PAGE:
Killing As Healing: Trouble!!!

Travels of trouble by Kole OmotoshoEVERY time someone who should know pronounces on the industrial production level of Nigerian corruption, some final solution guru insists that we line up all the so-called corruption accused and shoot them all. Look at what Rawlings did in Ghana. Look at Ghana today, do you see corruption at the Nigerian scale there? Killing people for any reason might satisfy the immediate anger of the offended, they do not rid any society of corruption, nor do anything for the infrastructure that should build the economy. Let us go down the history lane.

In each of the places where there has been violent attempts to change society, more bloodletting has only resulted. In the case of the French Revolution in 1789 or thereabout, the revolution even consumed those who brought it about. Lenin at the inception of the Russian Revolution had all the bourgeoisie executed, a feat that Stalin repeated later, to no avail. Some clever lady comrade warned Lenin never to believe that a short cut is a final solution and to remember that the lesser of two evils is still an evil. But you have to wait until 1989 at the final collapse of the Soviet Union under weight of cumulative upper level corruption that they would all remember. And it would be late by then. And there was the little matter of Pol Pot who emptied a whole country’s capital of the middle class, sent them into the countryside and certain death in their millions living and working the land. It did not work either.

As for Ghana, we are too close to draw lessons. It is the superior authority of parents who, out of superior anger, smack their children left and right and feel okay. The child forgets the punishment but not the offence. The two players will perform their roles: parent punishment, children offence, world without end. Nigerian ownership of state violence has never been a monopoly. There is something healthily subversive about Nigerian attitude to the ownership and management of state and private sector violence. The armed forces, the police force and the pretend forces such as boys scouts and boys brigade are all in the public domain. Everybody and anybody can either have it or else knows someone who can help her get it. So, if you do me today, don’t think I cannot do you worse tomorrow. So, who is it among us without sin would line up those with money in overseas bank and shoot them? Those whose seniors the guilt ones are? The course mates and classmates? The relatives and in laws? As Trouble has always maintained, punishing corruption disrupts relationships. And we are all related in Nigeria and we do not like disruptions. In Nigeria nobody is going to kill anyone to heal the wound of corruption. Killing has never worked in healing these wounds. And anyway, these thieves have only stolen the harvests of yesterdays. The land is still abundant with the possibilities of tomorrow.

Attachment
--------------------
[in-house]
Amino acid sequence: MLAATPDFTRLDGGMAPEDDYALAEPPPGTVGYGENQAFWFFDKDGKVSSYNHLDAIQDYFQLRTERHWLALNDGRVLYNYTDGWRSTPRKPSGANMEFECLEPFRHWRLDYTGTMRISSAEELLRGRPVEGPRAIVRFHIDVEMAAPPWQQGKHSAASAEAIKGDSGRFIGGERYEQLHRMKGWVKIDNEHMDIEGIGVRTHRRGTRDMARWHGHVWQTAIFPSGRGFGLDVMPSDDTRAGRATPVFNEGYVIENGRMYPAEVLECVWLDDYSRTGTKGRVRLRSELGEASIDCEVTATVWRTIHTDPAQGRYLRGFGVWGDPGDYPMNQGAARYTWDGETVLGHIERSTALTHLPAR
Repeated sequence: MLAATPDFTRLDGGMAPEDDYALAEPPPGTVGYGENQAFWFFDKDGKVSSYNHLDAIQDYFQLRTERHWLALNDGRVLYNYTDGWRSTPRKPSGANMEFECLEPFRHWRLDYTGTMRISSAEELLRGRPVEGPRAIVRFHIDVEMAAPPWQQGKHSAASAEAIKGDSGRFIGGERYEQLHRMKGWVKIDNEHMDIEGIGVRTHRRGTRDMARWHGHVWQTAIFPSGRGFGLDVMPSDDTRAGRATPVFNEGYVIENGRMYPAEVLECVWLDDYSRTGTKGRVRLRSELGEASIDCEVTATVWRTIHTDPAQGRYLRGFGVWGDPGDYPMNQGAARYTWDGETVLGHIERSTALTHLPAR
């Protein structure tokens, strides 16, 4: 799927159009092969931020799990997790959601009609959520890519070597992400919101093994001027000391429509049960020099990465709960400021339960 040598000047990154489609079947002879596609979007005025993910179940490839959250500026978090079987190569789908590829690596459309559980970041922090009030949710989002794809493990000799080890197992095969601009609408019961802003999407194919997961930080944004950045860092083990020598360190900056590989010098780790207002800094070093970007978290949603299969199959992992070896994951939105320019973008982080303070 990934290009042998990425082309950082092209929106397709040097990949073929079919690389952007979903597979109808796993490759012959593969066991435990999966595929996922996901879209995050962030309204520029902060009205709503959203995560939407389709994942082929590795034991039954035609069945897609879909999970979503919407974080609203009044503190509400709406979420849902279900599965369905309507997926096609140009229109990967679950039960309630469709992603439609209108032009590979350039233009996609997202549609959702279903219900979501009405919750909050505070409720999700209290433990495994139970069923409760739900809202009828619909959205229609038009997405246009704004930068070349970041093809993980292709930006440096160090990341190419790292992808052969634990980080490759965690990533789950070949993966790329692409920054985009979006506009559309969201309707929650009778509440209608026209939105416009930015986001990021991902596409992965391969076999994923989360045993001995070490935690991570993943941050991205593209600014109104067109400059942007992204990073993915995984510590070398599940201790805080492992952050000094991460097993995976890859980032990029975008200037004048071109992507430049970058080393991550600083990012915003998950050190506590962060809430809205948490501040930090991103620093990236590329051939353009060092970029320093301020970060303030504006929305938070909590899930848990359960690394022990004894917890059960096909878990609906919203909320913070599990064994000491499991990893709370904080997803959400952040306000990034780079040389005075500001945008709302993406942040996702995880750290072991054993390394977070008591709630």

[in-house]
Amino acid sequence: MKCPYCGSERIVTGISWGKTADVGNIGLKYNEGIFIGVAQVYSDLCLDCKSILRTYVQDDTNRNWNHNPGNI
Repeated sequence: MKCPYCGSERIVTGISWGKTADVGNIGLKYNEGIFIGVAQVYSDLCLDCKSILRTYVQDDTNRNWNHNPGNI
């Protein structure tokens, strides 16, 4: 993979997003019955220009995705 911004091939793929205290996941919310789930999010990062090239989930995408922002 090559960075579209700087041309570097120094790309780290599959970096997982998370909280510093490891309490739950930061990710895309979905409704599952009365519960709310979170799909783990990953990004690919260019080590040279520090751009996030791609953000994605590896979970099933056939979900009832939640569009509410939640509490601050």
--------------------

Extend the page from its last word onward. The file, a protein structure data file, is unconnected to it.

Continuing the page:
In spite of these limitations, some things need to be done to curb and finally make corruption a manageable irritant in our society. Two major immediate solutions would be suggested and hopefully, they can be refined and adapted to work for Nigeria. The first is a version of the sunset clause and the second is a version of the inheritance tax/task.

Sunset clauses are like plea-bargaining, the lesser of two evils. The two evils are getting away with crime and paying just a token for your crime. Paying a little is still evil but you don’t get away with paying nothing. Sunset clause in this case will stipulate that those who are exposed for corruption are exposed and persuaded to hand over as much as they can be forced to hand over. They can live on the proceeds of their criminality for the rest of their lives. After that, they forfeit everything they have left to the grateful country that they have served with such diligence.

In suggesting the inheritance tax/task as an instrument of curbing corruption, one is aware of the failure of law and order in Nigeria. But communities, societies, clubs and countries need law and order. And that need for law and order will still end this piece. Inheritance laws are used to ensure that fewer and fewer percentages of inherited wealth passes on to the next pampered generation. They generally waste the wealth anyway. But legally, the tax system of the country can and should structure a format for ensuring that fewer and fewer descendants of corrupt officers benefit from their ancestors’ crimes.

Order; those blessed teachers of St. Andrew’s College, Oyo, used to say that Order is the first law in heaven. It should be the same on earth. We need to entrench the concept of law and order in the fabric of our being. We must have zero-tolerance for any and all infringements. Zero-tolerance.



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